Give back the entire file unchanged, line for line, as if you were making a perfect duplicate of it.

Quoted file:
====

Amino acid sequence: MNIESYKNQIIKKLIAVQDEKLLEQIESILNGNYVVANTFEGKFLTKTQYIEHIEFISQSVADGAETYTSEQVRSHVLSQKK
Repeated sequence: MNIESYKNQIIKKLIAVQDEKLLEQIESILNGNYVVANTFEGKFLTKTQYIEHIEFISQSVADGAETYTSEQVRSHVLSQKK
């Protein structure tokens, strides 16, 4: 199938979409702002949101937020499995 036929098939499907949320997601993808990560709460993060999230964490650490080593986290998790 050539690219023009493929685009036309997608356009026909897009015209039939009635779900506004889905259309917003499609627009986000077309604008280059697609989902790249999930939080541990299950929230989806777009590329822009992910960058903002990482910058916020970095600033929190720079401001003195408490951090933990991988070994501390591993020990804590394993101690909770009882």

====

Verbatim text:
Amino acid sequence: MNIESYKNQIIKKLIAVQDEKLLEQIESILNGNYVVANTFEGKFLTKTQYIEHIEFISQSVADGAETYTSEQVRSHVLSQKK
Repeated sequence: MNIESYKNQIIKKLIAVQDEKLLEQIESILNGNYVVANTFEGKFLTKTQYIEHIEFISQSVADGAETYTSEQVRSHVLSQKK
């Protein structure tokens, strides 16, 4: 199938979409702002949101937020499995 036929098939499907949320997601993808990560709460993060999230964490650490080593986290998790 050539690219023009493929685009036309997608356009026909897009015209039939009635779900506004889905259309917003499609627009986000077309604008280059697609989902790249999930939080541990299950929230989806777009590329822009992910960058903002990482910058916020970095600033929190720079401001003195408490951090933990991988070994501390591993020990804590394993101690909770009882």